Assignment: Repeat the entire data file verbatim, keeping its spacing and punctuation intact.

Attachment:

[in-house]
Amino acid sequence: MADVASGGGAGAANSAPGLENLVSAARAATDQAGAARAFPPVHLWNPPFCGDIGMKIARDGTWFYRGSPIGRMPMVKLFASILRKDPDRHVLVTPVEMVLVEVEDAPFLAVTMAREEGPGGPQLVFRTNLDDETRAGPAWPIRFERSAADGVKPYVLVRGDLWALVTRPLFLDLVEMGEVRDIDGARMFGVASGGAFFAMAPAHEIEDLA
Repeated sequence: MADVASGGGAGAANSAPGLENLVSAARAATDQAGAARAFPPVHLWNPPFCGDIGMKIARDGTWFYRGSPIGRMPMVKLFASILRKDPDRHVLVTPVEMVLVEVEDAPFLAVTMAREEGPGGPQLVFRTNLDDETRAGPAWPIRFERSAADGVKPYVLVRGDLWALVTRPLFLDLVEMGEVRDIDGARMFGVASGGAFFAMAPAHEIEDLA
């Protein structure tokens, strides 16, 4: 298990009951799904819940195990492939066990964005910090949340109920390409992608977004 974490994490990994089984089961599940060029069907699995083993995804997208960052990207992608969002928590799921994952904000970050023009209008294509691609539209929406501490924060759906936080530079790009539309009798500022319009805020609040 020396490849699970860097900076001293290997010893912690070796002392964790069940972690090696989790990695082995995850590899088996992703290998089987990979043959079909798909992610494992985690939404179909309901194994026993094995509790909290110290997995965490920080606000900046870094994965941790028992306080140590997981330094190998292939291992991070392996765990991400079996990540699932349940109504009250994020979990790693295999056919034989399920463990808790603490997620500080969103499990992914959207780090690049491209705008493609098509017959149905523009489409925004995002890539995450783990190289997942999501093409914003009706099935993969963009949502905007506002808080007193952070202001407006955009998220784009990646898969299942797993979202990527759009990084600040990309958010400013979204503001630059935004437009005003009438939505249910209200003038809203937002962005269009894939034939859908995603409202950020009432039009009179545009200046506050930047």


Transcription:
[in-house]
Amino acid sequence: MADVASGGGAGAANSAPGLENLVSAARAATDQAGAARAFPPVHLWNPPFCGDIGMKIARDGTWFYRGSPIGRMPMVKLFASILRKDPDRHVLVTPVEMVLVEVEDAPFLAVTMAREEGPGGPQLVFRTNLDDETRAGPAWPIRFERSAADGVKPYVLVRGDLWALVTRPLFLDLVEMGEVRDIDGARMFGVASGGAFFAMAPAHEIEDLA
Repeated sequence: MADVASGGGAGAANSAPGLENLVSAARAATDQAGAARAFPPVHLWNPPFCGDIGMKIARDGTWFYRGSPIGRMPMVKLFASILRKDPDRHVLVTPVEMVLVEVEDAPFLAVTMAREEGPGGPQLVFRTNLDDETRAGPAWPIRFERSAADGVKPYVLVRGDLWALVTRPLFLDLVEMGEVRDIDGARMFGVASGGAFFAMAPAHEIEDLA
């Protein structure tokens, strides 16, 4: 298990009951799904819940195990492939066990964005910090949340109920390409992608977004 974490994490990994089984089961599940060029069907699995083993995804997208960052990207992608969002928590799921994952904000970050023009209008294509691609539209929406501490924060759906936080530079790009539309009798500022319009805020609040 020396490849699970860097900076001293290997010893912690070796002392964790069940972690090696989790990695082995995850590899088996992703290998089987990979043959079909798909992610494992985690939404179909309901194994026993094995509790909290110290997995965490920080606000900046870094994965941790028992306080140590997981330094190998292939291992991070392996765990991400079996990540699932349940109504009250994020979990790693295999056919034989399920463990808790603490997620500080969103499990992914959207780090690049491209705008493609098509017959149905523009489409925004995002890539995450783990190289997942999501093409914003009706099935993969963009949502905007506002808080007193952070202001407006955009998220784009990646898969299942797993979202990527759009990084600040990309958010400013979204503001630059935004437009005003009438939505249910209200003038809203937002962005269009894939034939859908995603409202950020009432039009009179545009200046506050930047």